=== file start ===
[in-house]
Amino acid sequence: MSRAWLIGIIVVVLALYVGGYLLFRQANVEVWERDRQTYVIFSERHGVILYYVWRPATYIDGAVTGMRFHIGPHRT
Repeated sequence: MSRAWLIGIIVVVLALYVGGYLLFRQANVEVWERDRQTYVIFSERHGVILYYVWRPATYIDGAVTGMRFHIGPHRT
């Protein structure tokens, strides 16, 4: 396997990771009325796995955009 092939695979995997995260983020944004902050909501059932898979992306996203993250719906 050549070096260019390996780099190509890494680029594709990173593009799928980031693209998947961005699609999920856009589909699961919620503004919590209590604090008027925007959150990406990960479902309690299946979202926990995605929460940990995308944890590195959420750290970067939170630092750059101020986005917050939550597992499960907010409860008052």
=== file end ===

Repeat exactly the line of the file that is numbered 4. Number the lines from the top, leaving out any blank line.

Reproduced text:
């Protein structure tokens, strides 16, 4: 396997990771009325796995955009 092939695979995997995260983020944004902050909501059932898979992306996203993250719906 050549070096260019390996780099190509890494680029594709990173593009799928980031693209998947961005699609999920856009589909699961919620503004919590209590604090008027925007959150990406990960479902309690299946979202926990995605929460940990995308944890590195959420750290970067939170630092750059101020986005917050939550597992499960907010409860008052």